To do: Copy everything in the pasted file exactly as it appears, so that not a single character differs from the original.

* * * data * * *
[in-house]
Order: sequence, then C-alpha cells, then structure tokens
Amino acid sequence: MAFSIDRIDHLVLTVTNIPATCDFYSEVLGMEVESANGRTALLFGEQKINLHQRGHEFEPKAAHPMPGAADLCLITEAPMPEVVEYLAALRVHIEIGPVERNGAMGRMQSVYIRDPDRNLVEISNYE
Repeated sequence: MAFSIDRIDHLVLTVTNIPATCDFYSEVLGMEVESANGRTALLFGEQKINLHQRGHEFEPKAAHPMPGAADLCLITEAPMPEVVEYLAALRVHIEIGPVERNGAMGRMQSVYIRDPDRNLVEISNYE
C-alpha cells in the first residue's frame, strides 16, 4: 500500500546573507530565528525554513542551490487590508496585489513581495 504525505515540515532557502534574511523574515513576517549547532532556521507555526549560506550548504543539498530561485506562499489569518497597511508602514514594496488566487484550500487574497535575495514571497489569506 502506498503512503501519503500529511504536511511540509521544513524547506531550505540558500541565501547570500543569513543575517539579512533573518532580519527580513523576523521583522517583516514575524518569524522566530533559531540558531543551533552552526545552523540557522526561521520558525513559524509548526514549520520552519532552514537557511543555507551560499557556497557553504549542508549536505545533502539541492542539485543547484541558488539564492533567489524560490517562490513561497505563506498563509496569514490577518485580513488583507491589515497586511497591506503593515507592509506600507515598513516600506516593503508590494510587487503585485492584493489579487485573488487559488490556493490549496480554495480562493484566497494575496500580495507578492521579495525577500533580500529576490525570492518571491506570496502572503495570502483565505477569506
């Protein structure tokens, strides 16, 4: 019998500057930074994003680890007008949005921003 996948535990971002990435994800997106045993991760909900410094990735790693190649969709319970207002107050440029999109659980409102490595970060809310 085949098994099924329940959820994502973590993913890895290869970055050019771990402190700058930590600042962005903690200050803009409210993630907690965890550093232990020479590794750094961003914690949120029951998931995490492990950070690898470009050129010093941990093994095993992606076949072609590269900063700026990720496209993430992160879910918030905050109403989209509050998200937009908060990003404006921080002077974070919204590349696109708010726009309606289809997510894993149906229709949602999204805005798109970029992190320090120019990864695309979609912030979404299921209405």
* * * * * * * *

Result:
[in-house]
Order: sequence, then C-alpha cells, then structure tokens
Amino acid sequence: MAFSIDRIDHLVLTVTNIPATCDFYSEVLGMEVESANGRTALLFGEQKINLHQRGHEFEPKAAHPMPGAADLCLITEAPMPEVVEYLAALRVHIEIGPVERNGAMGRMQSVYIRDPDRNLVEISNYE
Repeated sequence: MAFSIDRIDHLVLTVTNIPATCDFYSEVLGMEVESANGRTALLFGEQKINLHQRGHEFEPKAAHPMPGAADLCLITEAPMPEVVEYLAALRVHIEIGPVERNGAMGRMQSVYIRDPDRNLVEISNYE
C-alpha cells in the first residue's frame, strides 16, 4: 500500500546573507530565528525554513542551490487590508496585489513581495 504525505515540515532557502534574511523574515513576517549547532532556521507555526549560506550548504543539498530561485506562499489569518497597511508602514514594496488566487484550500487574497535575495514571497489569506 502506498503512503501519503500529511504536511511540509521544513524547506531550505540558500541565501547570500543569513543575517539579512533573518532580519527580513523576523521583522517583516514575524518569524522566530533559531540558531543551533552552526545552523540557522526561521520558525513559524509548526514549520520552519532552514537557511543555507551560499557556497557553504549542508549536505545533502539541492542539485543547484541558488539564492533567489524560490517562490513561497505563506498563509496569514490577518485580513488583507491589515497586511497591506503593515507592509506600507515598513516600506516593503508590494510587487503585485492584493489579487485573488487559488490556493490549496480554495480562493484566497494575496500580495507578492521579495525577500533580500529576490525570492518571491506570496502572503495570502483565505477569506
């Protein structure tokens, strides 16, 4: 019998500057930074994003680890007008949005921003 996948535990971002990435994800997106045993991760909900410094990735790693190649969709319970207002107050440029999109659980409102490595970060809310 085949098994099924329940959820994502973590993913890895290869970055050019771990402190700058930590600042962005903690200050803009409210993630907690965890550093232990020479590794750094961003914690949120029951998931995490492990950070690898470009050129010093941990093994095993992606076949072609590269900063700026990720496209993430992160879910918030905050109403989209509050998200937009908060990003404006921080002077974070919204590349696109708010726009309606289809997510894993149906229709949602999204805005798109970029992190320090120019990864695309979609912030979404299921209405």